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WHAT IS THE MEANING OF LIFE? Program 114 Happiness an Illusion? by Ernest O’Neill

What is it that makes happiness so illusive? That is, why is it so hard to be happy all the time? It is, isn’t it? In fact, most of us would say that where we used to think of unhappiness as an unpleasant, unexpected interlude in an otherwise continual stream of happiness and happy experiences, many of us have now turned the whole story right around. And we would say that the happy interludes are the unusual experiences. Unhappiness is more the normal experience of our everyday life.

Why is that so? Why is it so hard for us to be happy? One of the phenomena that is most bewildering is that you can determine as you lie in bed at night that tomorrow is going to be a happy day. You can say to yourself, “I am going to be happy tomorrow. I am tired of this sadness. I am tired of this depression. I’m tired of this worry and this anxiety. I am just going to be happy tomorrow, the way I used to be when I was seven years of age.”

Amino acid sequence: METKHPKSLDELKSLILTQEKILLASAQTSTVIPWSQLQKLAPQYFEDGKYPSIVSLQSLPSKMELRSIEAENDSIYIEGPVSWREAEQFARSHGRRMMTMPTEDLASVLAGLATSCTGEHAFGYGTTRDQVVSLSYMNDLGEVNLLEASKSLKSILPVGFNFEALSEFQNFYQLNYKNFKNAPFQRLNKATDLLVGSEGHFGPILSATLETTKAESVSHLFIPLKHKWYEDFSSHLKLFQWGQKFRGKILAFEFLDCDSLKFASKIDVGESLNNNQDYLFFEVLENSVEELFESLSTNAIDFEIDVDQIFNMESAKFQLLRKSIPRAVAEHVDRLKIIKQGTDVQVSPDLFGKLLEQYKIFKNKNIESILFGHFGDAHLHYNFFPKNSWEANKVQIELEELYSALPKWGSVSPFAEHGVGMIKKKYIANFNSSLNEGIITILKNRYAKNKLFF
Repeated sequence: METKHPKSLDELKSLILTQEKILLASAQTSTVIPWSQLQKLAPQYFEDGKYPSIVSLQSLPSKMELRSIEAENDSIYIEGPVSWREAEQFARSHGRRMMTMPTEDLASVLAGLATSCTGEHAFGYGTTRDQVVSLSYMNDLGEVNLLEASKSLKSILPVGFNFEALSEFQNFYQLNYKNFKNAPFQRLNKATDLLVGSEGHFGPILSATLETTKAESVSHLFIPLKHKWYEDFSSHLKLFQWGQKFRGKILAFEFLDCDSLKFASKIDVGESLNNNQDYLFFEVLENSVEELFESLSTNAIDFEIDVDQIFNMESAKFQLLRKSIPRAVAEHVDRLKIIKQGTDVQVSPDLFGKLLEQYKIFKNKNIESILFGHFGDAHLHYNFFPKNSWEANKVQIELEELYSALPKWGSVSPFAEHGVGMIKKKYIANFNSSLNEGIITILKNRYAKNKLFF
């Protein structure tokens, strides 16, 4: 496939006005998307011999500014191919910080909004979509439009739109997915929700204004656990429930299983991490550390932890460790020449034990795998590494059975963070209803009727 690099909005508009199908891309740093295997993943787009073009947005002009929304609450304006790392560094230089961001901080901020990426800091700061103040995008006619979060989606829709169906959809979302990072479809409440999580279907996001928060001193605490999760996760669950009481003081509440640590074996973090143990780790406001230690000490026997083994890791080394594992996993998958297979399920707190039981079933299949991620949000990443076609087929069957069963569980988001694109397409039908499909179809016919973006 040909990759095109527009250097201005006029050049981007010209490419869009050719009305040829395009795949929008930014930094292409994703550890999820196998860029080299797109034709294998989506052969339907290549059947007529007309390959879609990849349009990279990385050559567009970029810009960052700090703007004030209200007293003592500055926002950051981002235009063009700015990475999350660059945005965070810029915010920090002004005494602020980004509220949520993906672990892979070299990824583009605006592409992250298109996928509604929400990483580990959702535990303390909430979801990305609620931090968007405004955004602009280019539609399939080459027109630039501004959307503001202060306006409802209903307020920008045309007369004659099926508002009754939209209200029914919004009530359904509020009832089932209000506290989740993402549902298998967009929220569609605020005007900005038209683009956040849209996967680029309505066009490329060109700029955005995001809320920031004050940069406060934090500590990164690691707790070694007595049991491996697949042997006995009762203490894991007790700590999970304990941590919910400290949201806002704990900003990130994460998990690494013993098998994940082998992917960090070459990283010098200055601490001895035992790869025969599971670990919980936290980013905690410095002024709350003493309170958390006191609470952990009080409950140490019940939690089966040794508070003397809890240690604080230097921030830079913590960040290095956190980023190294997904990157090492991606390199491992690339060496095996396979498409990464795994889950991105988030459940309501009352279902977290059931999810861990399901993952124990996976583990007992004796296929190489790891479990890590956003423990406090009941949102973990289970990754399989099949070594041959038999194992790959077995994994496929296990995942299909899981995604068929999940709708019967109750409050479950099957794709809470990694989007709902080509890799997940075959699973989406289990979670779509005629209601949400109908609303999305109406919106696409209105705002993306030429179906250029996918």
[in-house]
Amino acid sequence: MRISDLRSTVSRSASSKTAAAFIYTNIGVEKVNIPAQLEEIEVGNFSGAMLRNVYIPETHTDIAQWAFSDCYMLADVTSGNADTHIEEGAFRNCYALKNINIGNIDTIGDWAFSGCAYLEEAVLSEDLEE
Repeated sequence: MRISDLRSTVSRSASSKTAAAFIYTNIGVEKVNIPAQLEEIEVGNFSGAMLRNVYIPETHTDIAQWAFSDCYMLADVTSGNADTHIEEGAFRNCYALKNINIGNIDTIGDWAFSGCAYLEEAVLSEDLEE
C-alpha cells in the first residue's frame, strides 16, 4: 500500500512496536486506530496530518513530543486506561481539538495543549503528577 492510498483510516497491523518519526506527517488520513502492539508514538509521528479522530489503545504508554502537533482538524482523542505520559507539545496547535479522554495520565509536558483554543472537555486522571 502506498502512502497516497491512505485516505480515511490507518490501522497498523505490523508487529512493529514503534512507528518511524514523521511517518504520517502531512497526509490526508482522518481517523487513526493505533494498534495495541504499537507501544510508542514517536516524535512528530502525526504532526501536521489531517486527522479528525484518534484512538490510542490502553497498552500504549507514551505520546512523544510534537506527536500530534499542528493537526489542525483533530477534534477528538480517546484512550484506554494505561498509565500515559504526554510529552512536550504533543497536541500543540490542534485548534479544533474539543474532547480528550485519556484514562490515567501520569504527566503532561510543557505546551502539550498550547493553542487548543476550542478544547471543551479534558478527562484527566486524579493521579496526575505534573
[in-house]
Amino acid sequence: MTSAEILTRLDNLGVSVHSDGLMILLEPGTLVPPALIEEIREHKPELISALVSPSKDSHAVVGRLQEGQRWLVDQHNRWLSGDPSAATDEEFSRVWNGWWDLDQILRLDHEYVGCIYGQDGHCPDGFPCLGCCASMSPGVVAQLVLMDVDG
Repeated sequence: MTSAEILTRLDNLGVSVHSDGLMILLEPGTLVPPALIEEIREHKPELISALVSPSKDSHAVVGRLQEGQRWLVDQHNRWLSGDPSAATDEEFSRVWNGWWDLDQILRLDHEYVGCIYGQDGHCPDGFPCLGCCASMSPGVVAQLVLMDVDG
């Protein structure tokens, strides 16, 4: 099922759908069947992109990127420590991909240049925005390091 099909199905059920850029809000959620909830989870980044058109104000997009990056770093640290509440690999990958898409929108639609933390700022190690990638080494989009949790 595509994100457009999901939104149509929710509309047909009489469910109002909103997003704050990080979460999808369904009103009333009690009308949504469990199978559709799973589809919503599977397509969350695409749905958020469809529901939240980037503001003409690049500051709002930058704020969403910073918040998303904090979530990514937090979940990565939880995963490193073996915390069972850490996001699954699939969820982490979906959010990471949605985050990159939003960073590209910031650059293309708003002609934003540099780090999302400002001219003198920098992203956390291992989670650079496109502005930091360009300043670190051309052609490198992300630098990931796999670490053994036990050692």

You get up in the morning and look out at the grey sky, and the rain pelting down, and immediately your heart goes into your boots. It seems as if all happiness disappears, and all thought of happiness disappears. There is something within you that automatically moves into depression, moves into feeling down in the dumps. It seems as if you can do nothing about it.

Why is that so? Why is there a part of us that feels that we should be happy and feels we want to be happy and tries to be happy, and yet there is another part of us that seems to be governed almost by strings like a puppet or a marionette from outside? Why is that so? You must admit that you would tie the unhappiness so often to the things that happen. That’s what somebody has said. Happiness seems to be satisfaction with what happens to you — that’s what “happiness” is.